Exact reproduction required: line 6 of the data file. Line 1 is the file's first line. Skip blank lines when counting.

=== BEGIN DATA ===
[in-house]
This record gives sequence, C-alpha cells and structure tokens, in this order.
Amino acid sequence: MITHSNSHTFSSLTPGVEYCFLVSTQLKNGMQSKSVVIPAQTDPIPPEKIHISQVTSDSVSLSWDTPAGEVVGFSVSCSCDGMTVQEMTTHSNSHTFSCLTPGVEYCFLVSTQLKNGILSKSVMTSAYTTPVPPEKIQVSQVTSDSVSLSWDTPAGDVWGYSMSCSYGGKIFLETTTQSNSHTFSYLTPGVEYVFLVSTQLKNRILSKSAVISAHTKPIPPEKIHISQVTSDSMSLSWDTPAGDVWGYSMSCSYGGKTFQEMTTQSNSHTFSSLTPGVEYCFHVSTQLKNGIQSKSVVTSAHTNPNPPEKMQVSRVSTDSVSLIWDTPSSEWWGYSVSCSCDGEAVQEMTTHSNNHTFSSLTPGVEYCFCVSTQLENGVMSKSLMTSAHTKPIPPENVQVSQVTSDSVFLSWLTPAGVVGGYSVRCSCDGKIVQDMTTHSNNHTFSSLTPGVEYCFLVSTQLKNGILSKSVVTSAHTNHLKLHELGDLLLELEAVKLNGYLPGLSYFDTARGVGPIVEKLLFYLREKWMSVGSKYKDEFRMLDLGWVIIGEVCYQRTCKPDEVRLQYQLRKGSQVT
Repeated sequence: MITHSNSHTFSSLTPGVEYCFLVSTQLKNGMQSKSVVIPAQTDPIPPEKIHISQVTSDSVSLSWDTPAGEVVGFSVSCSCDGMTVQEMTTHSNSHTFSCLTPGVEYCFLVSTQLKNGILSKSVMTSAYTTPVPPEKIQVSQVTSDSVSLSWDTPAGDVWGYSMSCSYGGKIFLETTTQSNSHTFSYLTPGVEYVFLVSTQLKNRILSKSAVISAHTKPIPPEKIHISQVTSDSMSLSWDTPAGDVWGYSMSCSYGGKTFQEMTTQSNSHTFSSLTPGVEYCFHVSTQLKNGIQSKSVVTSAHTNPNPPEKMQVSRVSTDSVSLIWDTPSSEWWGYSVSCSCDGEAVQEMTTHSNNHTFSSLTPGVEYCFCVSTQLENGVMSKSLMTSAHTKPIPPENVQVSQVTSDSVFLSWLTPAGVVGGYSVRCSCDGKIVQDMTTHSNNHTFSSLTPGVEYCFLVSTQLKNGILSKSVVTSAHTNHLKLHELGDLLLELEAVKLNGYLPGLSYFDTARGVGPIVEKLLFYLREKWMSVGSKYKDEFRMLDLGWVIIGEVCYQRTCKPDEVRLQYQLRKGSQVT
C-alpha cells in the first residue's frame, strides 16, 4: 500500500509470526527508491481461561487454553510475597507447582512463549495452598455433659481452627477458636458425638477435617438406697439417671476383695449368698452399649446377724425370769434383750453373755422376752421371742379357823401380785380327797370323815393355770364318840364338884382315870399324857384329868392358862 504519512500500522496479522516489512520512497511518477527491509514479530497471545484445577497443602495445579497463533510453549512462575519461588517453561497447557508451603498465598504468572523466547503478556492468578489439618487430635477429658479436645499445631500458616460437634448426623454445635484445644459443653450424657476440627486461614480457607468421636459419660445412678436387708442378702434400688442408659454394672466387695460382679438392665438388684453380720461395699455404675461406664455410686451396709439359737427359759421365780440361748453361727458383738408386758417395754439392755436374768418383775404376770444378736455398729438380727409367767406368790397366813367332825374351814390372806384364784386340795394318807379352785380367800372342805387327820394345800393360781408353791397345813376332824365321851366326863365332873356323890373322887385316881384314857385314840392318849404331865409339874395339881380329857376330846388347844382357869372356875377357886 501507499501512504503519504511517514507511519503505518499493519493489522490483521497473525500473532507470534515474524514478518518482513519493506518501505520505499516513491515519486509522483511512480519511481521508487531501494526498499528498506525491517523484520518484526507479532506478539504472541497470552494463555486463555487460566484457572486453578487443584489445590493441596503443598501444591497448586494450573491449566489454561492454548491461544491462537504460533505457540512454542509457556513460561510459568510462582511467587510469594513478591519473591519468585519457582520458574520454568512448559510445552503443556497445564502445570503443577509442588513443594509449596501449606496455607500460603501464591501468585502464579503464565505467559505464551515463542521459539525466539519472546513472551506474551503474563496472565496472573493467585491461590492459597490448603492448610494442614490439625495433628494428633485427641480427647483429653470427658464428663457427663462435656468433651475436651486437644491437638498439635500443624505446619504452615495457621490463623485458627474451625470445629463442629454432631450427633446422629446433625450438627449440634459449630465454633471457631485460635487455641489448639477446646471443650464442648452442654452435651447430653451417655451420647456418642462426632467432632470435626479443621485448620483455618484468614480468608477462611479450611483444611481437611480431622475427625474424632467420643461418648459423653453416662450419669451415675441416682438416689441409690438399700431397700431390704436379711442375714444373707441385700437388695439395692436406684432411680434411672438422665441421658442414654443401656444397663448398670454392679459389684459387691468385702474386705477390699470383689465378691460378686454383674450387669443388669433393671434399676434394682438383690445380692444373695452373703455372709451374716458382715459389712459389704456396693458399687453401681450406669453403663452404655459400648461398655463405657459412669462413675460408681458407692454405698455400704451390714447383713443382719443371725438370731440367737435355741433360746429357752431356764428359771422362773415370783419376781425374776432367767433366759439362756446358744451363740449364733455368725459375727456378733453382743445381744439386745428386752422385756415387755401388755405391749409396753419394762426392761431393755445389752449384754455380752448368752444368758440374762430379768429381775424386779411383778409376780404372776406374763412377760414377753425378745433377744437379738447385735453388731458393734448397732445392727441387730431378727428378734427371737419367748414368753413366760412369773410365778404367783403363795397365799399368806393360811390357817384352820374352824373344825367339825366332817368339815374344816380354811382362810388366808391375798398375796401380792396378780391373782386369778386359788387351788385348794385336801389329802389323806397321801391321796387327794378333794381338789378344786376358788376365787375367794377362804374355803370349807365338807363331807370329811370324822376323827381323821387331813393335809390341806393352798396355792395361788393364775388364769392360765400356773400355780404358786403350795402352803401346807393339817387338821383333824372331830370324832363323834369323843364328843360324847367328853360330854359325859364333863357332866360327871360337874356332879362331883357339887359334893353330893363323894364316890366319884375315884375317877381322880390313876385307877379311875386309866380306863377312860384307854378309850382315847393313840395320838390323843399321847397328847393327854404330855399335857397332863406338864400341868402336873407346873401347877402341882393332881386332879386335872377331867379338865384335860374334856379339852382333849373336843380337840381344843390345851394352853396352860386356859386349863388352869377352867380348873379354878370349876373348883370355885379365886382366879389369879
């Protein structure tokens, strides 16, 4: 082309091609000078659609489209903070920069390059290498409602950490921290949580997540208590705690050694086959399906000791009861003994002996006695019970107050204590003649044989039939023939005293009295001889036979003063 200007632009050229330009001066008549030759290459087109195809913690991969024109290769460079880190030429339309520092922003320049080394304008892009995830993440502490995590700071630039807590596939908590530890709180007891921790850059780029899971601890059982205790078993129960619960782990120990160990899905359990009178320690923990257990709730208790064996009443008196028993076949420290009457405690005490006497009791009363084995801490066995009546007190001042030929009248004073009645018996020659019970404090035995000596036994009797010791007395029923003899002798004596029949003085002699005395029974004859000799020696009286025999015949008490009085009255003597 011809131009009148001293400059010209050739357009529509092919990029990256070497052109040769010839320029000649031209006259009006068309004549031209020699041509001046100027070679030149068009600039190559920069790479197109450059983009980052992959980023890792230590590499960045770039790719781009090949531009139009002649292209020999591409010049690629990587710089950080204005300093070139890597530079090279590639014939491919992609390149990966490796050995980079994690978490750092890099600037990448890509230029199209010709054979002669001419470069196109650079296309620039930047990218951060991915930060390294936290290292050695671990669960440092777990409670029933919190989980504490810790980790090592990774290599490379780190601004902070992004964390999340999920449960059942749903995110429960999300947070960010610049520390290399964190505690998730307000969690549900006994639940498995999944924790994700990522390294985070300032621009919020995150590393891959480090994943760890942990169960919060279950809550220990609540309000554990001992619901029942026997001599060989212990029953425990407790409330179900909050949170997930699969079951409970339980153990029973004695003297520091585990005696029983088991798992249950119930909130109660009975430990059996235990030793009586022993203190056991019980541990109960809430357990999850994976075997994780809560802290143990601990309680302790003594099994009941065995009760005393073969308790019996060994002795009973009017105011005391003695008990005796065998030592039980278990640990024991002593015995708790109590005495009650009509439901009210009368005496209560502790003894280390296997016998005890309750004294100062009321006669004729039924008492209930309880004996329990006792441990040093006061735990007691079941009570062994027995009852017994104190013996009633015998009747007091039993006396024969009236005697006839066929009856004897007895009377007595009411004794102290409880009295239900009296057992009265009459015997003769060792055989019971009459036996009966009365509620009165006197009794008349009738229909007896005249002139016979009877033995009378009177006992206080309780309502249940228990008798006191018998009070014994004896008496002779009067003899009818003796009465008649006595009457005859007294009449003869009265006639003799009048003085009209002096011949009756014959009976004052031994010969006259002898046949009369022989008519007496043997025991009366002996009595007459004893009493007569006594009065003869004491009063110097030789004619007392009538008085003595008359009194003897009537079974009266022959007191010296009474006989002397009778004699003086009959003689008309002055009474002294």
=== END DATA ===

């Protein structure tokens, strides 16, 4: 082309091609000078659609489209903070920069390059290498409602950490921290949580997540208590705690050694086959399906000791009861003994002996006695019970107050204590003649044989039939023939005293009295001889036979003063 200007632009050229330009001066008549030759290459087109195809913690991969024109290769460079880190030429339309520092922003320049080394304008892009995830993440502490995590700071630039807590596939908590530890709180007891921790850059780029899971601890059982205790078993129960619960782990120990160990899905359990009178320690923990257990709730208790064996009443008196028993076949420290009457405690005490006497009791009363084995801490066995009546007190001042030929009248004073009645018996020659019970404090035995000596036994009797010791007395029923003899002798004596029949003085002699005395029974004859000799020696009286025999015949008490009085009255003597 011809131009009148001293400059010209050739357009529509092919990029990256070497052109040769010839320029000649031209006259009006068309004549031209020699041509001046100027070679030149068009600039190559920069790479197109450059983009980052992959980023890792230590590499960045770039790719781009090949531009139009002649292209020999591409010049690629990587710089950080204005300093070139890597530079090279590639014939491919992609390149990966490796050995980079994690978490750092890099600037990448890509230029199209010709054979002669001419470069196109650079296309620039930047990218951060991915930060390294936290290292050695671990669960440092777990409670029933919190989980504490810790980790090592990774290599490379780190601004902070992004964390999340999920449960059942749903995110429960999300947070960010610049520390290399964190505690998730307000969690549900006994639940498995999944924790994700990522390294985070300032621009919020995150590393891959480090994943760890942990169960919060279950809550220990609540309000554990001992619901029942026997001599060989212990029953425990407790409330179900909050949170997930699969079951409970339980153990029973004695003297520091585990005696029983088991798992249950119930909130109660009975430990059996235990030793009586022993203190056991019980541990109960809430357990999850994976075997994780809560802290143990601990309680302790003594099994009941065995009760005393073969308790019996060994002795009973009017105011005391003695008990005796065998030592039980278990640990024991002593015995708790109590005495009650009509439901009210009368005496209560502790003894280390296997016998005890309750004294100062009321006669004729039924008492209930309880004996329990006792441990040093006061735990007691079941009570062994027995009852017994104190013996009633015998009747007091039993006396024969009236005697006839066929009856004897007895009377007595009411004794102290409880009295239900009296057992009265009459015997003769060792055989019971009459036996009966009365509620009165006197009794008349009738229909007896005249002139016979009877033995009378009177006992206080309780309502249940228990008798006191018998009070014994004896008496002779009067003899009818003796009465008649006595009457005859007294009449003869009265006639003799009048003085009209002096011949009756014959009976004052031994010969006259002898046949009369022989008519007496043997025991009366002996009595007459004893009493007569006594009065003869004491009063110097030789004619007392009538008085003595008359009194003897009537079974009266022959007191010296009474006989002397009778004699003086009959003689008309002055009474002294």